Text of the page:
Facts associated with BIA-ALCLIt is a cancer of lymphatic cells and a form of Non-Hodgkin’s Lymphoma It is not a breast cancer It occurs in association with breast implants and to date exclusively with exposure to textured implants (no reported cases with exposure to smooth implants alone) It occurs in women who have had implants for both cosmetic and reconstructive indications It takes an average of 7-10 years after implant insertion before it develops The commonest presentation is a...Read More
No, BIA-ALCL is not breast cancer.
ALCL is a cancer of lymphatic cells and a form of Non-Hodgkin’s Lymphoma. It has been described in all parts of the body well before breast implants existed, and has occurred in the breast without any implant present.BIA
-ALCL is a form of lymphoma that occurs in association with breast implants, and to date exclusively with exposure to textured implants (no reported cases with smooth implants alone). It occurs in women who have...Read More
No, BIA-ALCL is not breast cancer. ALCL is a cancer of lymphatic cells and a form of Non-Hodgkin’s Lymphoma. It has been described in all parts of the body well before breast implants existed, and has occurred in the breast without any implant present. BIA-ALCL is a form of lymphoma that occurs in association with breast implants, and to date exclusively with exposure to textured implants (no reported cases with smooth implants alone). It occurs in women who have had...Read More
ASPS Vice President Gazi Hussain was interviewed on ABC radio last night. The topic was ‘ Are you considering having Cosmetic Surgery’ interviewed by Philip Clark. The segment gave a balanced discussion about our specialty and the difference between plastic surgery and cosmetic surgery, and the grey areas of definition that we and the health authorities are dealing with. You can listen to the interview here:...Read More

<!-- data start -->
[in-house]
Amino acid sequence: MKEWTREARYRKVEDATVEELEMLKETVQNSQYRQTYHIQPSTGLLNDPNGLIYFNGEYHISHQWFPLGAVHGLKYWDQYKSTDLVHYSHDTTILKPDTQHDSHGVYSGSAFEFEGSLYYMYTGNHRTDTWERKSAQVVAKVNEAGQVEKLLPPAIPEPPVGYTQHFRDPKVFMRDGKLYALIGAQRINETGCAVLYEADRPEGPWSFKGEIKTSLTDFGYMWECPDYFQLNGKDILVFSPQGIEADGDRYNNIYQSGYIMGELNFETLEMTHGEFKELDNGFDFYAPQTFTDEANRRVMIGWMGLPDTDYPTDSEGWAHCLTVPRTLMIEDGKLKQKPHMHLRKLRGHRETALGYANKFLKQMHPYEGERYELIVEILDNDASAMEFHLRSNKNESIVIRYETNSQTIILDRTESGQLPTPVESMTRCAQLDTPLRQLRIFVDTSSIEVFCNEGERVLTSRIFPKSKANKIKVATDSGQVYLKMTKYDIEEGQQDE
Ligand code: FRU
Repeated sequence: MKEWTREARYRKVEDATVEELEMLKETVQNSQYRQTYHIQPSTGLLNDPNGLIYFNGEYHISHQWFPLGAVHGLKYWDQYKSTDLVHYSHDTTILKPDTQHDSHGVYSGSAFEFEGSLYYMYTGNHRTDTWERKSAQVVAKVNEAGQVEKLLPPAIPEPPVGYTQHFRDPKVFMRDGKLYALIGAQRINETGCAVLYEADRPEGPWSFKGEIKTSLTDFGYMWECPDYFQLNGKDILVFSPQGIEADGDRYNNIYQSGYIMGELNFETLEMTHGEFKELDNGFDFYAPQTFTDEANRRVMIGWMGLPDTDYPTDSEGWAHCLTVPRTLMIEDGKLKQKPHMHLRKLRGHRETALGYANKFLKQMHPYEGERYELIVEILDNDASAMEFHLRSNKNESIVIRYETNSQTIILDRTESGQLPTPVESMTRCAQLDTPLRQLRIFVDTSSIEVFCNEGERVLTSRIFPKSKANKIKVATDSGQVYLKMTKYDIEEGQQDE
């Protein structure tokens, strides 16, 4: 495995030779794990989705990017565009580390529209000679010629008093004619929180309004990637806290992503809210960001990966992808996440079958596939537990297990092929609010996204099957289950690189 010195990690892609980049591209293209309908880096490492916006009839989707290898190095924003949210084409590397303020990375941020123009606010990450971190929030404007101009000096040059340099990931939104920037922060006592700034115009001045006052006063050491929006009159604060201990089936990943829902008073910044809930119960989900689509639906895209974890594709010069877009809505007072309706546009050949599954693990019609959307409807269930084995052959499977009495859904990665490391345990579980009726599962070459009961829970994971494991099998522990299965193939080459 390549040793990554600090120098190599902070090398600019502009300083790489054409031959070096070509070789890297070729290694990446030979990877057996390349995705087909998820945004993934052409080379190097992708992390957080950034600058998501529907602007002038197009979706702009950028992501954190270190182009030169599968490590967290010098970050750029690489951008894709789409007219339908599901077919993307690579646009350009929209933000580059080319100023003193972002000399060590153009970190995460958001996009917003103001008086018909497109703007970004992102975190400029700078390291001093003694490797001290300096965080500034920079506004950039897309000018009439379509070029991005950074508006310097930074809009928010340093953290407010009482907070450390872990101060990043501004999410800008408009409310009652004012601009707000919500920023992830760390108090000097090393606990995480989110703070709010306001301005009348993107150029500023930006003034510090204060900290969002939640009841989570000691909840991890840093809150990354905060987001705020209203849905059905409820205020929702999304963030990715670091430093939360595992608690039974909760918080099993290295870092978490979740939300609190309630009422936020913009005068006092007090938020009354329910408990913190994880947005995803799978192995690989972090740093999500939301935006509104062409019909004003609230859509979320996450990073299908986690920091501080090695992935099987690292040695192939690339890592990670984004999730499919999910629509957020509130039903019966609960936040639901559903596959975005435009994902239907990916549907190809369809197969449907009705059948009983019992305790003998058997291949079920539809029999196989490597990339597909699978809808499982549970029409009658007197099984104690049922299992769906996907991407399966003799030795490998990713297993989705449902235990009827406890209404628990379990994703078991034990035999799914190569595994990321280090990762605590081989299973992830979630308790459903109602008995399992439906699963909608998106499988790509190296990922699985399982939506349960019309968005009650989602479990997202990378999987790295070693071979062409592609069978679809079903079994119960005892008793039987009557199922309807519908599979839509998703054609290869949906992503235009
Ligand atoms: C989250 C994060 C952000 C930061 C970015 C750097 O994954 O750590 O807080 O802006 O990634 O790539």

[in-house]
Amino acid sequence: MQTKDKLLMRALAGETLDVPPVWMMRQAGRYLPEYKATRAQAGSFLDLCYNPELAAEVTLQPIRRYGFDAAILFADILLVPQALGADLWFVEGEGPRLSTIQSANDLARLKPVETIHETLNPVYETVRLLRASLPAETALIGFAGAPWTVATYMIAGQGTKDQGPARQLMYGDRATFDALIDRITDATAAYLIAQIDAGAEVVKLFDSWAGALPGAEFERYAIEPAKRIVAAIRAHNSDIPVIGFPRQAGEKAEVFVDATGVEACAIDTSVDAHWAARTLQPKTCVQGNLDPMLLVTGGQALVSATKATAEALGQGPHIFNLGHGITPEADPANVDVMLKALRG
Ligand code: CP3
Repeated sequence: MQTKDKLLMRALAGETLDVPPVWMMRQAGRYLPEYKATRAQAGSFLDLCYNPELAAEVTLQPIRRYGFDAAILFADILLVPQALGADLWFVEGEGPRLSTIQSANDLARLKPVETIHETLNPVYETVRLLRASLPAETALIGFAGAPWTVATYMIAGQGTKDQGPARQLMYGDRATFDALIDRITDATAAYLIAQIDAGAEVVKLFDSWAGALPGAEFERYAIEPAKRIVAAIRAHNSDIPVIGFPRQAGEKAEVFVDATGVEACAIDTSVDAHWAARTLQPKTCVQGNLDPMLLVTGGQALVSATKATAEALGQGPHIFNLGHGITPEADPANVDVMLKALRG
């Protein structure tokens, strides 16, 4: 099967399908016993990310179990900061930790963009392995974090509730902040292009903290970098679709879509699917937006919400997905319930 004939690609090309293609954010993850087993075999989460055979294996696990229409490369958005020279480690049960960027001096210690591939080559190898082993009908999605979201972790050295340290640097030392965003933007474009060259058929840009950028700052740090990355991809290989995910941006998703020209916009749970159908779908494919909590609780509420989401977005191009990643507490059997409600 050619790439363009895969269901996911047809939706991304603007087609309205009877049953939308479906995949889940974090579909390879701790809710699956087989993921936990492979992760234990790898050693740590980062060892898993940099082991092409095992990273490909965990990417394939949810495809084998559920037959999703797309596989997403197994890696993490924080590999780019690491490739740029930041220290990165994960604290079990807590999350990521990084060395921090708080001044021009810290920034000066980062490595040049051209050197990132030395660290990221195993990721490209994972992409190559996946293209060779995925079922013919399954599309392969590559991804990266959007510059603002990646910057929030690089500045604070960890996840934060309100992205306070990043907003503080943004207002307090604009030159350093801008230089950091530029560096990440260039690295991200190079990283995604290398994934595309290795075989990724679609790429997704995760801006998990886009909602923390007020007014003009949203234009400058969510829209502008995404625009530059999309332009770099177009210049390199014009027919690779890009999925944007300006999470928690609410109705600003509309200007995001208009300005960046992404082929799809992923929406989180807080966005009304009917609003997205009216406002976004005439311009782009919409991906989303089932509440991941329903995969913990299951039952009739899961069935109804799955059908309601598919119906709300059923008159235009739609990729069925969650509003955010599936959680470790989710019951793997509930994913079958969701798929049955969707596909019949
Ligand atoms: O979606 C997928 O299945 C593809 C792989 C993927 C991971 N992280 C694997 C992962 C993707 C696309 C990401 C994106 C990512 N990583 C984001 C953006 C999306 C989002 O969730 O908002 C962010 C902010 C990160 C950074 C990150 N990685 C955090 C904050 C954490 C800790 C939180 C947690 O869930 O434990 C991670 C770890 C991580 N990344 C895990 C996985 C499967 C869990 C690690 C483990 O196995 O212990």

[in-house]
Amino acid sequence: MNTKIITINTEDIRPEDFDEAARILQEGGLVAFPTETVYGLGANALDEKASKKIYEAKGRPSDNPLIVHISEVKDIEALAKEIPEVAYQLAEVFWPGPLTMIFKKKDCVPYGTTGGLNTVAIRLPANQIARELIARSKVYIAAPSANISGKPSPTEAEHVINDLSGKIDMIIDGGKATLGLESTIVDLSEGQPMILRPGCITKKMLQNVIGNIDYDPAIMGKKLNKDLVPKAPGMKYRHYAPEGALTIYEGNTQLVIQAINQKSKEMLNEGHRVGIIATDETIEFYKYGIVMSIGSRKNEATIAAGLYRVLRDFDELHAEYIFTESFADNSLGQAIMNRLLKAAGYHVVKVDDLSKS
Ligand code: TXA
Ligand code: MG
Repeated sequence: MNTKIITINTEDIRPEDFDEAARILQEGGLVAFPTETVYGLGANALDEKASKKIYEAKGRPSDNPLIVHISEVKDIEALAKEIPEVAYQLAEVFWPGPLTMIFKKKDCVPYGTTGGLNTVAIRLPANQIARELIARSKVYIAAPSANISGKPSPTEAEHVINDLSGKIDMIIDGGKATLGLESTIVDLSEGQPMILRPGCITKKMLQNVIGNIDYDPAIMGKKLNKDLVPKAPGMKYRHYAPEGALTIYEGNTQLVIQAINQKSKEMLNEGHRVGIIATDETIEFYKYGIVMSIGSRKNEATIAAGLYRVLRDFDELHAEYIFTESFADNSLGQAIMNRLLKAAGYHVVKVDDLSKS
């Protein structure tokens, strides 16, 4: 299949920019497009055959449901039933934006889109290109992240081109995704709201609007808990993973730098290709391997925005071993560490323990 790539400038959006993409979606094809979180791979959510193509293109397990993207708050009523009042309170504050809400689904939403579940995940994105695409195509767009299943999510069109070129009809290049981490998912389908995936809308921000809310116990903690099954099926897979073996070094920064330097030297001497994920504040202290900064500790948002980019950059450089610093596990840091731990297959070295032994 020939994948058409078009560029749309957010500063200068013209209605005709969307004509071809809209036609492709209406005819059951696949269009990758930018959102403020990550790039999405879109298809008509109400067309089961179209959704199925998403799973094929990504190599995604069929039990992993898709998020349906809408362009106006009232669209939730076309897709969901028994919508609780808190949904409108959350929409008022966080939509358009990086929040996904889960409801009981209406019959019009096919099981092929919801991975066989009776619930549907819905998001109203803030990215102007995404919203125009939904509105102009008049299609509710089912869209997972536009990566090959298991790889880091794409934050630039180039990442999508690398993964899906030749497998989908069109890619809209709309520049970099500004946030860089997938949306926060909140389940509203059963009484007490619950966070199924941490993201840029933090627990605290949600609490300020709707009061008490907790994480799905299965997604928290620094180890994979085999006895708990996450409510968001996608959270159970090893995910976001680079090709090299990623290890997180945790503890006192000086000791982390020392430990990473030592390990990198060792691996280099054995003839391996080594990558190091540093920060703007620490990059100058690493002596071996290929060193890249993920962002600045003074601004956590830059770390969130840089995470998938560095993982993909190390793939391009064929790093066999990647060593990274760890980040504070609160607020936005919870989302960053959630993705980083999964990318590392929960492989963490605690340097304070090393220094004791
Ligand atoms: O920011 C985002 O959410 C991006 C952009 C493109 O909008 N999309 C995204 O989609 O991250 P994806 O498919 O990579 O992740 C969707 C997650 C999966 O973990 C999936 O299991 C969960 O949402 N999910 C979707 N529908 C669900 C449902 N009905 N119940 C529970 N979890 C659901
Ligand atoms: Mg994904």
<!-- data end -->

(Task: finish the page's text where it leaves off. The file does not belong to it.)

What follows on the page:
Commercial factors drive advertising. There is a danger that unethical advertising inflates patient expectations while ignoring or trivialising the risks of surgical procedures. ASPS promotes transparency of information for consumers about education, qualifications and accreditation of premises so that consumers are fully informed. ASPS’ Code of Practice outlines the professional and ethical standards which are expected from its members.COMMONLY ASKED QUESTIONS AND ANSWERS What’s the difference...Read More
FACT: there is limited regulation or standardisation when it comes to the use of titles to describe qualifications in the area of cosmetic surgery
Prospective patients can become confused by the range and description of medical qualifications. Given the high level of trust Australians put in the medical profession, prospective patients are vulnerable and potentially at risk from those practitioners who operate outside their skill and training level.
ASPS supports the Australian Health Practitioner Regulation Agency (AHPRA) registration and use of titles. ASPS members are entitled to use the protected title “Specialist Plastic Surgeon”. The...Read More
Plastic Surgery encompasses both cosmetic and reconstructive surgery. ASPS members are Specialist Plastic Surgeons trained, experienced, and qualified to perform both cosmetic and reconstructive procedures. Many cosmetic procedures are embedded in the training undertaken for reconstructive plastic surgery. Specialist Plastic Surgeons are uniquely qualified to handle the demands and risks attached to various cosmetic surgery...Read More
With a rise in the number of Australians undergoing cosmetic procedures, cosmetic surgery has become ‘normalised’ and accepted as common place, however, cosmetic surgery is like any other kind of surgery in that it carries serious risk and therefore needs to be seriously considered. In some circumstances, a patient can have an adverse reaction to the anaesthetic or be affected by post-operative complications. These problems can occur even when the surgery has been performed with the utmost...Read More
In Australia, invasive surgical procedures are sometimes performed in a facility, such as an office or consulting room, which is not fully accredited or monitored for the performance of those procedures. To ensure patient safety, the Australian Society of Plastic Surgeons advocates that all invasive surgical procedures, that require more than a minimal amount of local anaesthetic, must be conducted in an accredited day surgery or private or public hospital. While all surgery carries risk, the accreditation...Read More